There’s potential for significant snowfall today for eastern Newfoundland and tonight for northern Newfoundland, according to Environment Canada.
Most coastal communities can expect less snowfall as the precipitation is likely to mix with or change to rain or ice pellets at some point.
Meantime, winds gusting to 150 km/h will continue in the Wreckhouse area today.
Heavy snow with accumulations of 20 to 30 centimetres, combined with blowing snow and strong easterly winds, will develop today and continue tonight for central and eastern areas of the province.
A low pressure system over Nova Scotia will track northeastward today to lie near Cape Breton by this evening. The low will then track across eastern Newfoundland tonight before moving to lie northeast of the province on Saturday.
Heavy snow and strong easterly winds over southwestern Newfoundland will spread northeastward today. The snow will change to rain across southern and eastern areas later today. Most areas across northeastern, central, and western Newfoundland will receive between 20 and 30 centimetres of snow with this system.
Strong easterly winds will accompany this system with gusts reaching 100 km/h along parts of the west and south coasts and gusts to 150 km/h in the Wreckhouse area. These winds will cause reduced visibilities in blowing snow over most areas.
Across the Northern Peninsula, the snow will begin late this afternoon and persist into Saturday. Southeastern sections are expected to see the most snowfall and a winter storm warning is continued. Lesser amounts are expected on the western side of the Northern Peninsula and in the vicinity of St. Anthony.
(Earlier story by The Canadian Press)
HALIFAX — A winter storm that blasted much of Eastern Canada moved into Newfoundland on Friday.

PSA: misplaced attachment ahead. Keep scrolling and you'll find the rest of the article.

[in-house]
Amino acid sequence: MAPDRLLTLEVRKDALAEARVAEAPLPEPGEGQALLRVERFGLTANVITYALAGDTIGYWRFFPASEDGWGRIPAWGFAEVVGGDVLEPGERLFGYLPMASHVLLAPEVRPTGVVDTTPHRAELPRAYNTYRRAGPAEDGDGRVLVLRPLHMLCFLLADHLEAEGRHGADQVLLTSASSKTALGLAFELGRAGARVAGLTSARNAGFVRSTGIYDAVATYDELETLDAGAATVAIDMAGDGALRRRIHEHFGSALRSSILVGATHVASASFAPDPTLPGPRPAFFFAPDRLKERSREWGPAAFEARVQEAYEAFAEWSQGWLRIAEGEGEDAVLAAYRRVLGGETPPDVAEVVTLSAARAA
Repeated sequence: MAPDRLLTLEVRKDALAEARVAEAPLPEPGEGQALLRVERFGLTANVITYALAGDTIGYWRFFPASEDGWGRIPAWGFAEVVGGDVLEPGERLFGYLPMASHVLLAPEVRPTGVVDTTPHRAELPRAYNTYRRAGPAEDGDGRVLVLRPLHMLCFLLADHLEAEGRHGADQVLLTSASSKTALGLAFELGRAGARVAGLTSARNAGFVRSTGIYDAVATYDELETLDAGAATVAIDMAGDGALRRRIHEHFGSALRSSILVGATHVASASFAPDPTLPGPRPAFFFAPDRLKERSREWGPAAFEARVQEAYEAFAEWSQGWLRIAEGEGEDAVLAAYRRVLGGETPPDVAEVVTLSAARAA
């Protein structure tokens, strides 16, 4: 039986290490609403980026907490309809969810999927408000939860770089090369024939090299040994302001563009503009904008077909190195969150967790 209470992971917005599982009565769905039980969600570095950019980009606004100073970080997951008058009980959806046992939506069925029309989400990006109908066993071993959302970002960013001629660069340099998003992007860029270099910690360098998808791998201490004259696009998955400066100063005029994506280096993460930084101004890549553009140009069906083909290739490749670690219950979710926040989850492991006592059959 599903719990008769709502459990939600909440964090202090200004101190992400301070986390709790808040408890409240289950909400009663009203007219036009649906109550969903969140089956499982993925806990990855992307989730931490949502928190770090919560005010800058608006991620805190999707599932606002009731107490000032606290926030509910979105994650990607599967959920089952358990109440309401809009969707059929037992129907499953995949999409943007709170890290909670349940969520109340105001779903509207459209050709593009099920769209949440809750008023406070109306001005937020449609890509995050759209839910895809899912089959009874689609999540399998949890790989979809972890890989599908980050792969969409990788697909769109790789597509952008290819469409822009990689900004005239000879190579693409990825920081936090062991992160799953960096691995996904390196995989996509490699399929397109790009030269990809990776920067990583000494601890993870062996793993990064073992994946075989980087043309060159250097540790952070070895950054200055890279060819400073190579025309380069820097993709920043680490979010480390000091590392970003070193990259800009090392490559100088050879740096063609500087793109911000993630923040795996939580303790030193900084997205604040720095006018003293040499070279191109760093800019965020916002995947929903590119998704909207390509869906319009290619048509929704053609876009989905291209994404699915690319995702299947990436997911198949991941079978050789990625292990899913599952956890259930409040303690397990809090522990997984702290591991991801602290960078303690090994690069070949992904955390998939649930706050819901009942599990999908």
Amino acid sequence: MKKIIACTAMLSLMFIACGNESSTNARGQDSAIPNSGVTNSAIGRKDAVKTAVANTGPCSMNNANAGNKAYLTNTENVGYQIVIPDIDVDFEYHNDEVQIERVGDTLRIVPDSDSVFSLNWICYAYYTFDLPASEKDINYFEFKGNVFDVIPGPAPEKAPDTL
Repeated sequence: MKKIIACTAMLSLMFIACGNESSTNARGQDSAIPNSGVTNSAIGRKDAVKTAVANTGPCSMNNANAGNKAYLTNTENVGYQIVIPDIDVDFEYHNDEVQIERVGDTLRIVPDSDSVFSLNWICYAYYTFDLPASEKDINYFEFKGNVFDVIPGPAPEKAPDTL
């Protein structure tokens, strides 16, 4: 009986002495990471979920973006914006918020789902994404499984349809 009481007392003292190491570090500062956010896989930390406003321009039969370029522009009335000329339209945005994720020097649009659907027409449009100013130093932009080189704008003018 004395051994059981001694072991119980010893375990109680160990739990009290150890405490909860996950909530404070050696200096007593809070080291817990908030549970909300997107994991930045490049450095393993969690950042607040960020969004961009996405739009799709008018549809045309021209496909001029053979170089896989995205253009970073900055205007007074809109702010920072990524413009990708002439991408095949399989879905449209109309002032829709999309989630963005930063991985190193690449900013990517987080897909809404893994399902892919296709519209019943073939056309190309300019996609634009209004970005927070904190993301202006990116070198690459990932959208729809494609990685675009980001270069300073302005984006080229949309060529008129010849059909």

Environment Canada said the northeast coast and central parts of the island would see the highest accumulation of snow — anywhere between 15 and 25 centimetres.
The forecast also called for wind gusts of up to 100 kilometres an hour along the province’s south coast.
The weather prompted Air Canada to advise travellers to expect delays and cancellations of flights to or from St. John’s International Airport.
That also forced a handful of flight delays at other airports in the region including Halifax Stanfield International Airport.
High winds and rough seas in the Cabot Strait also forced Marine Atlantic to tie up its vessels. No daytime crossings to Nova Scotia were scheduled, although the ferry service was expected to resume with late sailings on Friday.
Meanwhile, rain and some freezing rain was forecast for areas of New Brunswick that were hit with up to 20 centimetres of snow on Thursday.
The region was expected to get a brief respite on Saturday before another storm was expected to push through on Sunday.
Environment Canada meteorologist Linda Libby said forecasters had their eye on a low pressure system building off the eastern coast of the U.S.
“It’s going to be a large scale and significant storm,” said Libby.
She said early indications pointed to strong winds and snow for most of mainland Nova Scotia. The storm would also affect eastern portions of New Brunswick as well as Prince Edward Island and Newfoundland and Labrador.
Libby said the system could bring anywhere from 15 to 25 centimetres of wet, heavy snow depending upon the temperatures.
“If the track adjusts a little bit further to the north then warmer air could come in and we could see at least a portion of the precipitation changing to rain,” she said.